Growing Pains: Young Lawyers and Ignoring Depression
Posted Apr 13 2013 11:39am
I won’t mince words about this: depression is a real illness, and it really, really stinks. That may be an obvious point for anyone drawn to read this, but obvious as it may be, it is worth repeating aloud occasionally for people like me who learned it the hard way.
To the extent that the depression literature addresses its prevalence within our profession, most of it seems to be directed to, or at least about, our more veteran practitioners: the shareholders and shareholder-aged lawyers among us who have been honing their craft for a decade or more. But depression is not an ageist beast. To the contrary, it is indiscriminately opportunistic and content to sprout quietly from a tiny seed, and young lawyers should not be afraid, as I was, to acknowledge this.
You see, we young lawyers are eager to hit the ground running in our careers. We have typically been successful at everything else we have done in life, and don’t for a second think that our journey through this profession will be any different. Already Type-A overachievers to begin with in many cases, our desire to succeed these days is heightened by the fact that, especially for young “BigLaw” associates, we know there is a long line of potential replacements waiting in the wings. Contrary to many of our veteran colleagues, the only legal market we have ever known is that of the Great Recession, where the supply of new lawyers far outpaces the demand for their services.
So we put our heads down and work because that is what we have always done, and because want to be as good at our careers as we have been at everything else in our lives. However, for many of my peers (lawyers who have been out of law school for six years or less), our burning desire to succeed from Day One, coupled with the modern legal services landscape, is creating a potentially expensive psychological cocktail.
Nine weeks ago, at the ripe age of twenty-eight and nearly four years out of law school, I was diagnosed with depression after failing to heed the warning signs that festered unattended to for over a year. I was stunned by the news. How could this have snuck up on me?
I had always prided myself on being even keeled and thoughtful, someone who always had a good feel on his internal pulse. I had done well in law school, too. I graduated near the top of my class, was the editor-in-chief of the law review, worked as a research assistant, and had two law review articles to my credit. During my 3L year, just after Lehman Brothers collapsed and the hiring market started to spiral into the abyss, I got a state court appellate clerkship with a great judge (who happened to be an even better person, and has been one of my best sources of support these days). I was smart, worked hard, and generally checked off all the boxes budding young lawyers were supposed to.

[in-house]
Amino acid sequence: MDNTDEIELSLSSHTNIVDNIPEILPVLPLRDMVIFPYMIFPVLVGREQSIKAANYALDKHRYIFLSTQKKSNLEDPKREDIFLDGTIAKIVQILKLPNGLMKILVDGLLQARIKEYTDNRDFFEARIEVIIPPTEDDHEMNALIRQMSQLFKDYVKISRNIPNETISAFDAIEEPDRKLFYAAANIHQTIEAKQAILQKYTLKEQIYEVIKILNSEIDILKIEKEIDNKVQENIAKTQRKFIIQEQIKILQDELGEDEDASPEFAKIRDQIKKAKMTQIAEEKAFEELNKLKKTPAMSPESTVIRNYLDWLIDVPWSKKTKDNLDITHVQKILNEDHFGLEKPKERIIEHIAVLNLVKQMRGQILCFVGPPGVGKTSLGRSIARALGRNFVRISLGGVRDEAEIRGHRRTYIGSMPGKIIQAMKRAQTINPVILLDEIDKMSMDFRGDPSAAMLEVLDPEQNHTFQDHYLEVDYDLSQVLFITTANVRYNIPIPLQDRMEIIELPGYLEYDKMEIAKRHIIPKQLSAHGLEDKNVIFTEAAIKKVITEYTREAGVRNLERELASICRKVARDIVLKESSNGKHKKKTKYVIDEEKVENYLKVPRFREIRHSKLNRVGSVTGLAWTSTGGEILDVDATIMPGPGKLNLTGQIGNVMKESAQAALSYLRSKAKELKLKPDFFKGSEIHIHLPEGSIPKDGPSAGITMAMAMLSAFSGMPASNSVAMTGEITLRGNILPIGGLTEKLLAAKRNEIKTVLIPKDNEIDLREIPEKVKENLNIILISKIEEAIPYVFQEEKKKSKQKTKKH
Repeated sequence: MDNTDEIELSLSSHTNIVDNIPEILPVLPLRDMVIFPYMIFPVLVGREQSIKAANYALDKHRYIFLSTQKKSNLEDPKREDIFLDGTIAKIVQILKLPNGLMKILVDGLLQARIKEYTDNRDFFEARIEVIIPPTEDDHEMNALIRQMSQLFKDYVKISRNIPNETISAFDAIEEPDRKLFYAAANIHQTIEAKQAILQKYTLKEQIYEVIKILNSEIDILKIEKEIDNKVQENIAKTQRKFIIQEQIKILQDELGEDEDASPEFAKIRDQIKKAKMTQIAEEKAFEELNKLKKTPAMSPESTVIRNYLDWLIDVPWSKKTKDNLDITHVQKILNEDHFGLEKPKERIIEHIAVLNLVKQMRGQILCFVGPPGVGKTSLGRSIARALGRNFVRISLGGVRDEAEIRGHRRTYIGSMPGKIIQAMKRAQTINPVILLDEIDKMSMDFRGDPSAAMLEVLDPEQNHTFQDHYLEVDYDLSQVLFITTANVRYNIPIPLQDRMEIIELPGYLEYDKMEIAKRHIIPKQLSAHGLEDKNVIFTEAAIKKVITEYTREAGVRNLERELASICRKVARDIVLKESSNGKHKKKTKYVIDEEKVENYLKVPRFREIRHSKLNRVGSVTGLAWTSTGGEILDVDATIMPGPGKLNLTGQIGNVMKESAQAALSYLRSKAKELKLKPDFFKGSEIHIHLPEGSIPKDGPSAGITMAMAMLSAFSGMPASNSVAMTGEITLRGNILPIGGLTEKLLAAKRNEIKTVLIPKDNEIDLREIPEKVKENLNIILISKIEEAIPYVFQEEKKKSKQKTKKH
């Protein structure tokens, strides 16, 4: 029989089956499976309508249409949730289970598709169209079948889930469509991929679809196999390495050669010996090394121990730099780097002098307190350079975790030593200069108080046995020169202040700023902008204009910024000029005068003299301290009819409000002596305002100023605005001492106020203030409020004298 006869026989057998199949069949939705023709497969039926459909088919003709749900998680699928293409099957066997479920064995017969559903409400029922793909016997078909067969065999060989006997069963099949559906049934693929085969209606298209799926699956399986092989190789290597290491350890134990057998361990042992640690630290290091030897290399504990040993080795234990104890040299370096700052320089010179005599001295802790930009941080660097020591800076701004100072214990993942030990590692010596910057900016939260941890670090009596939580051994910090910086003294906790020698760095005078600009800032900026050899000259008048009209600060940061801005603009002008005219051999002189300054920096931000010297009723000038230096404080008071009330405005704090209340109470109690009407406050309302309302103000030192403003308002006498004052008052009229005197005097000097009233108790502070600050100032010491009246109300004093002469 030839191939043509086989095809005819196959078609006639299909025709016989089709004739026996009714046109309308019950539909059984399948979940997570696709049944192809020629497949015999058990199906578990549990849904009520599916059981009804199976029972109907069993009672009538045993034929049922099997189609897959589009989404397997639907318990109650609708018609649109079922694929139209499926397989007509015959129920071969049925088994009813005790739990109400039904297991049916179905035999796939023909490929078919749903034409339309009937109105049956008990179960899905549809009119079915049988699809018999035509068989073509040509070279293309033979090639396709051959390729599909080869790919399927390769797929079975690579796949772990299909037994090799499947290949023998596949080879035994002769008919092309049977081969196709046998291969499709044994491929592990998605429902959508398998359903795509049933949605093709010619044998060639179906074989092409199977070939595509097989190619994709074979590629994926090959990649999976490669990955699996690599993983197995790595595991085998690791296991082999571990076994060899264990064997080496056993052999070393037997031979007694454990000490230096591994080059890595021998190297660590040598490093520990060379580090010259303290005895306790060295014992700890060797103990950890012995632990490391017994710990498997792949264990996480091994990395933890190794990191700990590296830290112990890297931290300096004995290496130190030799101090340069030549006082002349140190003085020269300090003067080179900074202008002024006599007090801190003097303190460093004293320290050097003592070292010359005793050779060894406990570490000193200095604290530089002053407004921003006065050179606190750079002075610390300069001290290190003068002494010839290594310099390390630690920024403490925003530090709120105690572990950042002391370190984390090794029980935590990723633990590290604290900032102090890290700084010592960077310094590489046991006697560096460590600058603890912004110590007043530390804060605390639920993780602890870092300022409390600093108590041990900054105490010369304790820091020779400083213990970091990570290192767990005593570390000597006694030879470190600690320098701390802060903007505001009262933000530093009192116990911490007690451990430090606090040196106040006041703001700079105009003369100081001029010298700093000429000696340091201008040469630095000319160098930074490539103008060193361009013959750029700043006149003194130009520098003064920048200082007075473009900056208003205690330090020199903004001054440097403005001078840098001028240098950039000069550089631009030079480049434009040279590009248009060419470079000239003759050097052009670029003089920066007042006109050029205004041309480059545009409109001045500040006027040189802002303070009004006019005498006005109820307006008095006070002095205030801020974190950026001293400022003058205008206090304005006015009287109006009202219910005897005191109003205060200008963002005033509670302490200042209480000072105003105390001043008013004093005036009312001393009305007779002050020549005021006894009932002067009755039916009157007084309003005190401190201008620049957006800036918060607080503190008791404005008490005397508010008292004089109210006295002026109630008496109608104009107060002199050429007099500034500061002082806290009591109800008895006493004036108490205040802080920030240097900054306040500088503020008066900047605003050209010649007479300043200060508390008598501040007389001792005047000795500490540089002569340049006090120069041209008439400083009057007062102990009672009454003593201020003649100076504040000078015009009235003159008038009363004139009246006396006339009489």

As my clerkship term was winding down in early 2011, I received an offer to join an Am-Law Top 10 law firm, the biggest and best in town. It was an opportunity of a lifetime, and I happily accepted. Sometime thereafter is when things started to fall apart. During the 2011 holidays, it struck me just how much I had been grinding at the firm. I was still getting my feet wet to some degree, but my overwhelming desire to please and be perfect meant that I was seeing my wife for barely two hours a day during the week, and going weeks if not months at a time without seeing any other family or friends. I was working so hard, and yet the billable hours weren’t reflecting it. “Suck it up,” I thought, “you’re a young lawyer paying your dues. All of your peers are in the same boat and you’re lucky to be paying them here!”
And so it trudged on, constantly tweaking my schedule and searching for any edge to achieve that magical balance between the ideal young associate and fulfilled human being. For the better part of a year, I suppressed any feelings that didn’t sync with my war chant: “You’re blessed. People would gladly trade places with you. Represent yourself, your family, your law school!”
As time wore on, I began to lose the control I had always had over my life. A classic overachiever, I had always striven to be the consummate All-American Kid, juggling an apparently impossible plate of demands, goals, and desires with aplomb. For the first time in my life, the internal and external pressures I was feeling were making it difficult for me to juggle, and as the balls hit the ground I felt myself sinking into a pit of deep frustration. The frustration turned to anger, which turned to sadness, and ultimately the pervasive emptiness that is depression’s hallmark.